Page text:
Without these, Sweiss says, SFPUC is able to “invest in the system and keep rates low.”

In a scoping ruling on June 24, the CPUC outlined a schedule of the proceedings and responded to a request from PG&E to include “public interest issues” as a part of its valuation.

Among the motion’s complaints are an increase in costs related to rerouting energy to outlying areas currently served by San Francisco hardware, higher wildfire mitigation costs for remaining customers, and a diversion of “PG&E’s attention from a critical focus on improving the public and workforce safety.”

Last year PG&E spent $3.3 million on lobbying and pulled in $16.9 billion in gross profits, which amounts to at least $17 billion each year that could be saved by eliminating lobbyists and investors, according to critics.

Woiwode, an organizer and manager of Reclaim Our Power, a Northern California energy reform and utility justice campaign, called San Francisco’s effort “laudable” but voiced doubts about the reliability of the final number and the viability of piecemeal public ownership.

PG&E officials echoed the assertion that a fragmented redistribution of its assets would harm its remaining customers, although they don’t share Woiwode’s vision of a solution.

“We need a truly statewide solution and truly a service area-wide solution,” Woiwode said, “and not to be broken up into fiefdoms where PG&E controls what’s left.”

 ENERGY REFORM EFFORTS
A holistic public power overhaul would require efforts beyond San Francisco. Some legislators have tried to do it at the state level.

Although State Sen. Scott Wiener’s (D-San Francisco) 2020 legislation to make PG&E a publicly owned utility failed to reach a floor vote, then-Sen. Jerry Hill’s (D-San Mateo) bill from the same year was passed, empowering the state to form Golden State Energy, a nonprofit owned by ratepayers, to take over PG&E should it fail to emerge from bankruptcy able to “meet its duty to provide safe, reliable, and affordable energy services.”

At the time of the bill’s signing in 2020, Newsom declared there would be “no more business as usual for PG&E,” calling the bill a “critical step” in ensuring utility companies are accountable to ratepayers. Newsom struck a deal with PG&E as part of its bankruptcy reorganization that establishes no dividends may go to shareholders for three years, it must use about $7.6 billion in shareholder assets to repay or refinance utility debt, and state regulators have more oversight authority, CalMatters reported in 2020.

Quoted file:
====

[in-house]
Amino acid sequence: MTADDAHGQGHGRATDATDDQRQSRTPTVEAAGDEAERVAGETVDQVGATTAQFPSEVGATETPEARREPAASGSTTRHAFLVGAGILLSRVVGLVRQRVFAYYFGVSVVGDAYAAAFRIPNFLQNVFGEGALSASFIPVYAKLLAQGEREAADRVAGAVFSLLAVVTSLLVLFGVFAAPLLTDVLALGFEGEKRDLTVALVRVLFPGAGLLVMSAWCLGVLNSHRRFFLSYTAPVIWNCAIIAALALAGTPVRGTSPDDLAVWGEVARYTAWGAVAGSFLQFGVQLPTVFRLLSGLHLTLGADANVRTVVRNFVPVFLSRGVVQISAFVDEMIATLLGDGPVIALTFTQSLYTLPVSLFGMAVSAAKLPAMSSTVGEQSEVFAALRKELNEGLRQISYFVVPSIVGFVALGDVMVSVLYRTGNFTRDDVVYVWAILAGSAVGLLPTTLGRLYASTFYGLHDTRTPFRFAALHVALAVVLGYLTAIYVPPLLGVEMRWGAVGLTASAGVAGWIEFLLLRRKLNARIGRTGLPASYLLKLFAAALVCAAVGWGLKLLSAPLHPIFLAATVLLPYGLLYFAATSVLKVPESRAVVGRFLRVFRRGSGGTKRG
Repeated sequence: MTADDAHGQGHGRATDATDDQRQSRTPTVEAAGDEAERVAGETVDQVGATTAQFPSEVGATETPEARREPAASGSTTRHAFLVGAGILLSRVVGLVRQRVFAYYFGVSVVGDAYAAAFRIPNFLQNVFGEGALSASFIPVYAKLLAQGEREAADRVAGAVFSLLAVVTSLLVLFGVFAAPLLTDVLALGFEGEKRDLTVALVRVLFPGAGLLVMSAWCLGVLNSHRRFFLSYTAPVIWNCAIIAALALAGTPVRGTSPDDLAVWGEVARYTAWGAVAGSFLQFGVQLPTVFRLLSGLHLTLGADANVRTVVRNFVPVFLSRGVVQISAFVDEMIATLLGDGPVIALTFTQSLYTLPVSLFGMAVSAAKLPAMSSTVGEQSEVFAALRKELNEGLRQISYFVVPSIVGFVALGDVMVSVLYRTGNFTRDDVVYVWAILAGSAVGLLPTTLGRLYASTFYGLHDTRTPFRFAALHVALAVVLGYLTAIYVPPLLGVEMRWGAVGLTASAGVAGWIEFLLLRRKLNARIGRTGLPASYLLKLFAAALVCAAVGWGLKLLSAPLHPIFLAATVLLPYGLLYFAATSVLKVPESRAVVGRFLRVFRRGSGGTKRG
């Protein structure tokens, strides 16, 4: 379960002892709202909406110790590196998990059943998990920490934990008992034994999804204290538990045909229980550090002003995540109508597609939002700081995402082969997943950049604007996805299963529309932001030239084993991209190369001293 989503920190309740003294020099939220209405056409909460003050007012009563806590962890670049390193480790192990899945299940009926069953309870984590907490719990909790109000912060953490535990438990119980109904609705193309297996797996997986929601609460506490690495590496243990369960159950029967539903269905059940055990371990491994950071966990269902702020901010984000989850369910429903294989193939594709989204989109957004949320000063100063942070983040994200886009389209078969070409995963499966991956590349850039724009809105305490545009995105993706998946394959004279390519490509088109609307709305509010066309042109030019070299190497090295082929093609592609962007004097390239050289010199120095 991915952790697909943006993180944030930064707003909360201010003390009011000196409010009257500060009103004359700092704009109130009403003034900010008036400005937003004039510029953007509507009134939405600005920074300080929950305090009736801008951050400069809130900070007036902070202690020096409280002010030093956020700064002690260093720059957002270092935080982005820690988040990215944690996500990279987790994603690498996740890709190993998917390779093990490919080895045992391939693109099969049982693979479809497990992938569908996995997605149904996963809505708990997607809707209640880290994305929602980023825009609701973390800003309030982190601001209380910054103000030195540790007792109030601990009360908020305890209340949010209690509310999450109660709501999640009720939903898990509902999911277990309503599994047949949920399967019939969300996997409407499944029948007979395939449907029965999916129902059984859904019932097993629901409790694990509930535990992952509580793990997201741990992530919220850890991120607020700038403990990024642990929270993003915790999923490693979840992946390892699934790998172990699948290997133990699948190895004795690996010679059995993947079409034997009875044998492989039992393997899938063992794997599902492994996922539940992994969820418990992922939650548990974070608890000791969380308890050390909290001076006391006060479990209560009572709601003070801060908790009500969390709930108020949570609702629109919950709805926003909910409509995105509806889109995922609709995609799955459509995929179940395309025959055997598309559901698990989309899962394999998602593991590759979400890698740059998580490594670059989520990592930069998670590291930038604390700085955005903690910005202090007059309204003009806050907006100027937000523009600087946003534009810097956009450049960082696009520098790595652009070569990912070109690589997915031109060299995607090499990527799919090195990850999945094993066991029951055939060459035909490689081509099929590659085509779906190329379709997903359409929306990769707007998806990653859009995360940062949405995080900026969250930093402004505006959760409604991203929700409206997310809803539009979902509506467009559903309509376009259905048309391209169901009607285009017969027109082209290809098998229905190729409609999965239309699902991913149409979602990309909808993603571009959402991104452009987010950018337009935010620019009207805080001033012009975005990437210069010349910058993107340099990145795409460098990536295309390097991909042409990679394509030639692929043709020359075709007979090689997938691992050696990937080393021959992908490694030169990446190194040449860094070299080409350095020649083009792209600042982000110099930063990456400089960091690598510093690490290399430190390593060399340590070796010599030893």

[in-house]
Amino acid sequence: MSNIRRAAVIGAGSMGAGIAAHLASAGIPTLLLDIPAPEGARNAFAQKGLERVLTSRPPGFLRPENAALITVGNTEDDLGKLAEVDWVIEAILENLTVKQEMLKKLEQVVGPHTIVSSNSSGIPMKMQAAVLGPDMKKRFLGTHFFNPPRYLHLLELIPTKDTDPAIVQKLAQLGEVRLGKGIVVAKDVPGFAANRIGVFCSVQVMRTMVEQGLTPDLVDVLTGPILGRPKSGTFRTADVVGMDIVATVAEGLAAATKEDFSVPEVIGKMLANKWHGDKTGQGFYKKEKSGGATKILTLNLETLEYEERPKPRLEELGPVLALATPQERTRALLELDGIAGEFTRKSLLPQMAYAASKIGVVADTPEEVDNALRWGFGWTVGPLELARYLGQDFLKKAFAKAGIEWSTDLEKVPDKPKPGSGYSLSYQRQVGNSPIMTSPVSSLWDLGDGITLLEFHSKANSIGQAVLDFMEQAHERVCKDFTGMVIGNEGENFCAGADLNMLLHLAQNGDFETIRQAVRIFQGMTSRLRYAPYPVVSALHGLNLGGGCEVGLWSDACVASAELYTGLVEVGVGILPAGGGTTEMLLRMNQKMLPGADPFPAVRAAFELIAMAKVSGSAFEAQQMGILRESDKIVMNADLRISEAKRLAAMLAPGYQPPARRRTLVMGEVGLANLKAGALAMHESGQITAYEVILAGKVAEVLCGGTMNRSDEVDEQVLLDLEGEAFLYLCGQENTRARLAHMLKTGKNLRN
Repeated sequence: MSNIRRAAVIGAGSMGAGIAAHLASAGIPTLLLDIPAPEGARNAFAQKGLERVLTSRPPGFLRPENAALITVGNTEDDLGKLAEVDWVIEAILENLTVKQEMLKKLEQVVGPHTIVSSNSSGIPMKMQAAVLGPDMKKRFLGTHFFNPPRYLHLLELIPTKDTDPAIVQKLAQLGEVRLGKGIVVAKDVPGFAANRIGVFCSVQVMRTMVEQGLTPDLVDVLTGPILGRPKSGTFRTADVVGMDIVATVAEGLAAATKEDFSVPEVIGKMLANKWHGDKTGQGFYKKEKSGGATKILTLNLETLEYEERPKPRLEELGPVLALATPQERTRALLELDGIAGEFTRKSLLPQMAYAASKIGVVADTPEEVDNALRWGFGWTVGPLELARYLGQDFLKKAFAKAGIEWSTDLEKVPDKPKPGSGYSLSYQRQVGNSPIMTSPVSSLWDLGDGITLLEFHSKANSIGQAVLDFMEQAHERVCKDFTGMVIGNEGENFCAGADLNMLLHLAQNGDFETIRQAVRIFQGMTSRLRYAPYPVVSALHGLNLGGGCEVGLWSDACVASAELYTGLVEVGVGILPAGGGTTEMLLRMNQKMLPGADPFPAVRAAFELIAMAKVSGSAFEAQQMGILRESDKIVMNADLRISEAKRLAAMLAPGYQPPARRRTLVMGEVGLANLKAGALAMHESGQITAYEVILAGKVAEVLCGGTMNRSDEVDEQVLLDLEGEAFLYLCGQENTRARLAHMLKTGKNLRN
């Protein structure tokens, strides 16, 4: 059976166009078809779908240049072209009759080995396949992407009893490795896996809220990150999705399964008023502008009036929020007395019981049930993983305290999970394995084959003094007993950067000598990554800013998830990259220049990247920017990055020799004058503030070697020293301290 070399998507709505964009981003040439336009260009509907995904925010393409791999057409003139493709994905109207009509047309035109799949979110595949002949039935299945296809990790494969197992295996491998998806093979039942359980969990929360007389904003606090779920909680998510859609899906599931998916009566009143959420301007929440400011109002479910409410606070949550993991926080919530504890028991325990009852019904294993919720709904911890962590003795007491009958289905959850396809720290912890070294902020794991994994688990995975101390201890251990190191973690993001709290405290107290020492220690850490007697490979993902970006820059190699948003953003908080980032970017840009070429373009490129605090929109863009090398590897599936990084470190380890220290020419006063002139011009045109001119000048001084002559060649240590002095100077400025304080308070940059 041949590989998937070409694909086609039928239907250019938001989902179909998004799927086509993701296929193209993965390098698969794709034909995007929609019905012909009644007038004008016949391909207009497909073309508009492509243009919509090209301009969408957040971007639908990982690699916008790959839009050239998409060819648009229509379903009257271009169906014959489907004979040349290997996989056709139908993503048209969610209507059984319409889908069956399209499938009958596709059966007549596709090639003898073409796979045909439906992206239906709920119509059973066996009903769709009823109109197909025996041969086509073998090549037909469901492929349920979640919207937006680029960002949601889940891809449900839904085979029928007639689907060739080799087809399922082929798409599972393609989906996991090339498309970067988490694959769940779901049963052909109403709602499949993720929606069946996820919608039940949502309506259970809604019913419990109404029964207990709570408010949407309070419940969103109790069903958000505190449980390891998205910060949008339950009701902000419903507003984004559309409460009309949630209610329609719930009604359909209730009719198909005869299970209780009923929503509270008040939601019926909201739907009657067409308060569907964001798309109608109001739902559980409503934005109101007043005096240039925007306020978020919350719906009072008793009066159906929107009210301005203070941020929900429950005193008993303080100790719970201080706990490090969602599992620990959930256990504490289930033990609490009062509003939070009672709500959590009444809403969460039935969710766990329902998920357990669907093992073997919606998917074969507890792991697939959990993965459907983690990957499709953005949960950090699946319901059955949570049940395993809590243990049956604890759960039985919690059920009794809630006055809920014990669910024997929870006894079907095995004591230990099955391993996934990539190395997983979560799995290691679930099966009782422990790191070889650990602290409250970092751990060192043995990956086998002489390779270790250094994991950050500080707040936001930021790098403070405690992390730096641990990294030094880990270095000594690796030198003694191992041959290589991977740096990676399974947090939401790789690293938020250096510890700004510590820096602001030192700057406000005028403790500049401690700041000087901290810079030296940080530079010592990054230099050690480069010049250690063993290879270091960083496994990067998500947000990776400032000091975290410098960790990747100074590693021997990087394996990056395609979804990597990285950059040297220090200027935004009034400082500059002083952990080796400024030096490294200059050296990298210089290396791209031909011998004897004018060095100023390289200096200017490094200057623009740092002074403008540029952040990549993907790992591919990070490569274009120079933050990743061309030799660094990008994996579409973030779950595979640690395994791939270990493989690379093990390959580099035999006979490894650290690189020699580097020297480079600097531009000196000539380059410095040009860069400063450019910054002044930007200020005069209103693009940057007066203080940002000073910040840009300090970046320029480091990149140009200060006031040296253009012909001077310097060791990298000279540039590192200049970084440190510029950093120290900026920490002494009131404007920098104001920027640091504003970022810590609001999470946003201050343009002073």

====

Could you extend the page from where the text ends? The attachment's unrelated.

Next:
“The governor went a different way and put PG&E back in charge and gave the keys back to the most murderous corporation in history,” Woiwode said. He acknowledged it was good to have an accountability mechanism in Hill’s bill, adding that it “doesn’t exist anywhere else in the world that we know of.”

But he thinks it should have been used after the 2021 Dixie Fire, for which PG&E was found responsible but was not criminally charged.

The debate over the future of public power tends to reawaken in California after calamities in which PG&E’s infrastructure has caused major damage – like that of the 2010 San Bruno Gas Explosion which killed eight people, injured 53, destroyed upward of 35 houses and damaged at least eight others.

After each disaster there are payouts and plans, but power remains almost entirely private, concentrated largely among three of California’s six investor-owned utility  companies that provide energy to three-quarters of the state’s consumers: PG&E, San Diego Gas and Electric, and Southern California Edison.